The U.S. assumption that eventually Iraqi politicians would step up and ask for an extension always seemed to ignore the importance of the political obstacles posed by hostile public opinion. Whatever private support for a longer-term U.S. role exists among Iraqi politicians (and I've heard a fair amount of it), that never extended to public discourse or public opinion. Electoral incentives and the importance of public opinion meant that virtually no politicians have been willing to publicly support revisiting the SOFA -- an important lesson to those trying to understand the likely effects of the changes in Egypt and the region on their foreign policy.  The growing power of public opinion and protest movements certainly won't make Iraqi politicans any more willing to broach such a controversial subject.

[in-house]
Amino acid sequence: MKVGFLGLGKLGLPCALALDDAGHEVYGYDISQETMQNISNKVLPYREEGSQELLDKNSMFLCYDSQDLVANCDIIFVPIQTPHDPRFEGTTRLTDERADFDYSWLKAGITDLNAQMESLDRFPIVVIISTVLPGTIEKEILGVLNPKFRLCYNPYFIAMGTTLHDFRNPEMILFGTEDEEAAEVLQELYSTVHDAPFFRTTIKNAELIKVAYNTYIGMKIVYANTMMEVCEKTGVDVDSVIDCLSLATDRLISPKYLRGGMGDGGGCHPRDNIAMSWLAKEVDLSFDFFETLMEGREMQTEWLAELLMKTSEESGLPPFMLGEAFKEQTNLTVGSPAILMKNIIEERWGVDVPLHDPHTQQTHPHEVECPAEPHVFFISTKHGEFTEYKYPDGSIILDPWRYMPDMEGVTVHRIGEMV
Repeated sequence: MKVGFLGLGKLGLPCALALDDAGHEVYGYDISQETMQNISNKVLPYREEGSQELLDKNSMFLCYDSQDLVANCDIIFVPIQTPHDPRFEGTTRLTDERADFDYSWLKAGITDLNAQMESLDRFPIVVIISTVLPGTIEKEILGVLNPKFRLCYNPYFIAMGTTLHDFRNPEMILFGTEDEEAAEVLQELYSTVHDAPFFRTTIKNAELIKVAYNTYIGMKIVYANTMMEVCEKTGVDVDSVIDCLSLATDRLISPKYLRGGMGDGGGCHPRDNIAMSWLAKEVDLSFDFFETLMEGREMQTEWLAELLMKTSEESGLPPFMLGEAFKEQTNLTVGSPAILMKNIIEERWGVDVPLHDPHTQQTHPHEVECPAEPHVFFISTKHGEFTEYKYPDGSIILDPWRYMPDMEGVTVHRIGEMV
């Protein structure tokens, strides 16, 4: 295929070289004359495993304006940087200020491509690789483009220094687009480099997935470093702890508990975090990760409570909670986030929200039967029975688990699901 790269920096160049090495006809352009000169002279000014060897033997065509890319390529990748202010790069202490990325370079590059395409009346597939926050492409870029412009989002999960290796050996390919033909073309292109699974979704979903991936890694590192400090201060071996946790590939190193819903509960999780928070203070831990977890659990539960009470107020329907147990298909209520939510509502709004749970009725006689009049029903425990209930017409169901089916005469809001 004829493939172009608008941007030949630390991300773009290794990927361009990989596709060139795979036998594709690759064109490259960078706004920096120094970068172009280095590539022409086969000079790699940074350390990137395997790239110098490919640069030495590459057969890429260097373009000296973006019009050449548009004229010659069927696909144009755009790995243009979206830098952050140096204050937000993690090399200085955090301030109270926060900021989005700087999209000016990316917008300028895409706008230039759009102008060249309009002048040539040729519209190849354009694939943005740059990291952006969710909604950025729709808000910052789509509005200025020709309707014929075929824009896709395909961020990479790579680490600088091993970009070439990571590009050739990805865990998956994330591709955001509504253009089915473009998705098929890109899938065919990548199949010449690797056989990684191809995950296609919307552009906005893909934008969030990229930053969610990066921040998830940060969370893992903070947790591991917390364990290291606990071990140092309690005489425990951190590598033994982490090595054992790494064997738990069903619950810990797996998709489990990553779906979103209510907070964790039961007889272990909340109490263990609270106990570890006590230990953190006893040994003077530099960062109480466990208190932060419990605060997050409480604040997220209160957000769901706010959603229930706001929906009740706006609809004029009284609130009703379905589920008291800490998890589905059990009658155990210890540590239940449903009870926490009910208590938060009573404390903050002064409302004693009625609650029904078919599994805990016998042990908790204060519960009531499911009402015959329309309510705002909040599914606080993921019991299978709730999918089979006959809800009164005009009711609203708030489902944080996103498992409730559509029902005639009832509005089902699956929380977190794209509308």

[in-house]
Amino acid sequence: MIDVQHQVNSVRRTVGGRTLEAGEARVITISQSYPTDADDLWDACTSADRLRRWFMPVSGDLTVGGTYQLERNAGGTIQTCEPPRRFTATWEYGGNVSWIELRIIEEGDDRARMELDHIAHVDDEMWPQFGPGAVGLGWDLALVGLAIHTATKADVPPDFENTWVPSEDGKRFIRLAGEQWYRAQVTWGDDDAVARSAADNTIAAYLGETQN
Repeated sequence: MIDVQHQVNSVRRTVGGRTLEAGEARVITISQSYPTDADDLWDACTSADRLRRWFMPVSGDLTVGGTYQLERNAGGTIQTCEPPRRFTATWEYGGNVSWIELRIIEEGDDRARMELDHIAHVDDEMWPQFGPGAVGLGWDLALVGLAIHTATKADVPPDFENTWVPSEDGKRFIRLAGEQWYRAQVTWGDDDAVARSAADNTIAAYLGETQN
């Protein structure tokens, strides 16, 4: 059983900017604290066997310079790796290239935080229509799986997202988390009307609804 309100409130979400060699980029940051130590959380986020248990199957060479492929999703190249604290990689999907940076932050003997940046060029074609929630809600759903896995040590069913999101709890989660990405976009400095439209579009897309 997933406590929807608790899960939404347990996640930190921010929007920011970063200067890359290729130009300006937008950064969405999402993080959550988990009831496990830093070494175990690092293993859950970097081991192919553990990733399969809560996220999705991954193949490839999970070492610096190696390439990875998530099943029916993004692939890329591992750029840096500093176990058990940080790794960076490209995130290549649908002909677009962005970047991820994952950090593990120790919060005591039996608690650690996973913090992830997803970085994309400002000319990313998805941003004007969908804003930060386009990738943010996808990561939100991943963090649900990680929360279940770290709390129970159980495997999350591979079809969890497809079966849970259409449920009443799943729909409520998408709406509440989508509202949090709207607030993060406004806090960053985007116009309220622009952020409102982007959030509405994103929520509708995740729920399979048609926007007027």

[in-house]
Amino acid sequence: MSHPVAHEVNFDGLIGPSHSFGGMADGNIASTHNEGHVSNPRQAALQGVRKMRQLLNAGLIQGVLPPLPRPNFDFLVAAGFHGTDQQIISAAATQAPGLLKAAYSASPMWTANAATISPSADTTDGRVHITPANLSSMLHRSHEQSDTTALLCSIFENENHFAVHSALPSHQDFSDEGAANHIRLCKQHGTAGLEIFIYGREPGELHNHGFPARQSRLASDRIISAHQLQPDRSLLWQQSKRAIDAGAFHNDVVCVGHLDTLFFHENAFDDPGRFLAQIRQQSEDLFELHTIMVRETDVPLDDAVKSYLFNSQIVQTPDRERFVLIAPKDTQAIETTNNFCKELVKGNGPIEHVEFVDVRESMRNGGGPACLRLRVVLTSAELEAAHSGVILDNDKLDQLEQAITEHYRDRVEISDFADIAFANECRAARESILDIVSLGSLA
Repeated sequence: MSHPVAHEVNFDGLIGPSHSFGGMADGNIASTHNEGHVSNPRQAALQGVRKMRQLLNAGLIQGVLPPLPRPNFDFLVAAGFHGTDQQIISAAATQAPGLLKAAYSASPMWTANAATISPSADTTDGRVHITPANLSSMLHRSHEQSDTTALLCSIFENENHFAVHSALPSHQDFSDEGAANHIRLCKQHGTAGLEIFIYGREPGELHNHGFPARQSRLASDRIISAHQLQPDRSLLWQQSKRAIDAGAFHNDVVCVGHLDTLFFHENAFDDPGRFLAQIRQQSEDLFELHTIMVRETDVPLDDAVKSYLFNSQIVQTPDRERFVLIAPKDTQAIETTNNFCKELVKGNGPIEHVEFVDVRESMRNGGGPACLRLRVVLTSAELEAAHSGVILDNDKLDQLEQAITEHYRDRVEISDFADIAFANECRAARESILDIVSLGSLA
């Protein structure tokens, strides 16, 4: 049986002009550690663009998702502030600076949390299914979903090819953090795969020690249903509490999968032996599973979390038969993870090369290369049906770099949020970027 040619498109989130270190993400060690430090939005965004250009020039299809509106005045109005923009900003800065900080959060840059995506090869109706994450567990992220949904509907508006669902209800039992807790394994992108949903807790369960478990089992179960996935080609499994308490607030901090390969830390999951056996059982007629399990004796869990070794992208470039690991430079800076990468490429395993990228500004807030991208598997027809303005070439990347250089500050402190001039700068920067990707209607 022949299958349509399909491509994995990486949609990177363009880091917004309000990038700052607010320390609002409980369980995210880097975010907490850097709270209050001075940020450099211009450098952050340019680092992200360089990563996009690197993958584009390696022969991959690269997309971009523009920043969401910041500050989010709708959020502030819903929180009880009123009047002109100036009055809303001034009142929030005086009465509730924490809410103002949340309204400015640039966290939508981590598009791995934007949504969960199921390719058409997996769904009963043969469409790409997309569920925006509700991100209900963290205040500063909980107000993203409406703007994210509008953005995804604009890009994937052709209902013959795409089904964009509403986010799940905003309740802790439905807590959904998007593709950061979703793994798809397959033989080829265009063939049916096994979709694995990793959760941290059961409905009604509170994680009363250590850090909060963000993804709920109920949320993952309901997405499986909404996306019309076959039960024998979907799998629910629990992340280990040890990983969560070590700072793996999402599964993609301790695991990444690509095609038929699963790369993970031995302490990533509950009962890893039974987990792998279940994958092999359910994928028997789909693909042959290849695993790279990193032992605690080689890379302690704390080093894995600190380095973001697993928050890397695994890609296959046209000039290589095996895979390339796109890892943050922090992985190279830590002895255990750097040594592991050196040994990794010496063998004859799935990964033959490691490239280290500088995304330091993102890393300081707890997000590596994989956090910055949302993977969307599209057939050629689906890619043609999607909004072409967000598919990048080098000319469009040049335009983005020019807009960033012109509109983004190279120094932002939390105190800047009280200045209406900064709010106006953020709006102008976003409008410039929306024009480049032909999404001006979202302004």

If the SOFA is not renegotiated, and no other workaround is found, then the U.S. will have to withdraw all of its troops from Iraq by December 31, 2011 just as promised. Frankly, I don't think that the presence of U.S. troops is really a decisive strategic factor anymore. Iraqi security forces have long-since taken the lead role, and despite the ongoing assassinations and explosions and general violence there have been few signs of a return to civil war dynamics.  Similarly, as expected, the Iraqi political system has eventually found its own balance as it has adapted to the declining American role -- not an especially attractive political balance,with many enduring issues surrounding the centralization of power and inefficient services and power-sharing and unfilled top government jobs and more, but reasonably robust (I keep hearing Iraqis jokingly brag about how they now have the most stable politics in the region).